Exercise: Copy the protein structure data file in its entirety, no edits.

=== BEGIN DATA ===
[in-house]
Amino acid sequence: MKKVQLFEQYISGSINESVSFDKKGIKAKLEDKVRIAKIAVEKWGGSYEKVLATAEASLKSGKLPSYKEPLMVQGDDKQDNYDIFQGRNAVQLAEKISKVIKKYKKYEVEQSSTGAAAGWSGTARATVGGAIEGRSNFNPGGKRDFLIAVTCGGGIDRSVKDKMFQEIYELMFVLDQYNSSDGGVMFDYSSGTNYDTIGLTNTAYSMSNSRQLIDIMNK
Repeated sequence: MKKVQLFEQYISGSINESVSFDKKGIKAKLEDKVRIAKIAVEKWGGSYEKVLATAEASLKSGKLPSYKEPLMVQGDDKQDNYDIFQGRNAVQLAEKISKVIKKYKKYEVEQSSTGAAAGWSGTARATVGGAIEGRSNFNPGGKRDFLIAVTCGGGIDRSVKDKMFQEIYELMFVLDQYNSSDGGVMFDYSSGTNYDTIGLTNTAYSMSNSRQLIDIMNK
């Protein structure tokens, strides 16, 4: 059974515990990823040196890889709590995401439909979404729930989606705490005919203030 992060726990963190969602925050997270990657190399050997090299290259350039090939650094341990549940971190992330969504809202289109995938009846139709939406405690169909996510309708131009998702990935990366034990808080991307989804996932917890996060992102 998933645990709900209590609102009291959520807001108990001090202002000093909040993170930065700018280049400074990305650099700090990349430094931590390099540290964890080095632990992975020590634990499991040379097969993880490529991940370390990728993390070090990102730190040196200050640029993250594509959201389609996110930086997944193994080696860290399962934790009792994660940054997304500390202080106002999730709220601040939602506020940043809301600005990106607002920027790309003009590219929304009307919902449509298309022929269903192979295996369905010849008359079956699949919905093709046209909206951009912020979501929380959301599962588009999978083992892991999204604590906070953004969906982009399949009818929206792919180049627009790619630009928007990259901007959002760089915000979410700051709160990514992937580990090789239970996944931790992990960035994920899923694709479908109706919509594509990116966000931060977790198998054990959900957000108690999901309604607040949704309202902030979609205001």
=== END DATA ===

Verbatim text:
[in-house]
Amino acid sequence: MKKVQLFEQYISGSINESVSFDKKGIKAKLEDKVRIAKIAVEKWGGSYEKVLATAEASLKSGKLPSYKEPLMVQGDDKQDNYDIFQGRNAVQLAEKISKVIKKYKKYEVEQSSTGAAAGWSGTARATVGGAIEGRSNFNPGGKRDFLIAVTCGGGIDRSVKDKMFQEIYELMFVLDQYNSSDGGVMFDYSSGTNYDTIGLTNTAYSMSNSRQLIDIMNK
Repeated sequence: MKKVQLFEQYISGSINESVSFDKKGIKAKLEDKVRIAKIAVEKWGGSYEKVLATAEASLKSGKLPSYKEPLMVQGDDKQDNYDIFQGRNAVQLAEKISKVIKKYKKYEVEQSSTGAAAGWSGTARATVGGAIEGRSNFNPGGKRDFLIAVTCGGGIDRSVKDKMFQEIYELMFVLDQYNSSDGGVMFDYSSGTNYDTIGLTNTAYSMSNSRQLIDIMNK
């Protein structure tokens, strides 16, 4: 059974515990990823040196890889709590995401439909979404729930989606705490005919203030 992060726990963190969602925050997270990657190399050997090299290259350039090939650094341990549940971190992330969504809202289109995938009846139709939406405690169909996510309708131009998702990935990366034990808080991307989804996932917890996060992102 998933645990709900209590609102009291959520807001108990001090202002000093909040993170930065700018280049400074990305650099700090990349430094931590390099540290964890080095632990992975020590634990499991040379097969993880490529991940370390990728993390070090990102730190040196200050640029993250594509959201389609996110930086997944193994080696860290399962934790009792994660940054997304500390202080106002999730709220601040939602506020940043809301600005990106607002920027790309003009590219929304009307919902449509298309022929269903192979295996369905010849008359079956699949919905093709046209909206951009912020979501929380959301599962588009999978083992892991999204604590906070953004969906982009399949009818929206792919180049627009790619630009928007990259901007959002760089915000979410700051709160990514992937580990090789239970996944931790992990960035994920899923694709479908109706919509594509990116966000931060977790198998054990959900957000108690999901309604607040949704309202902030979609205001």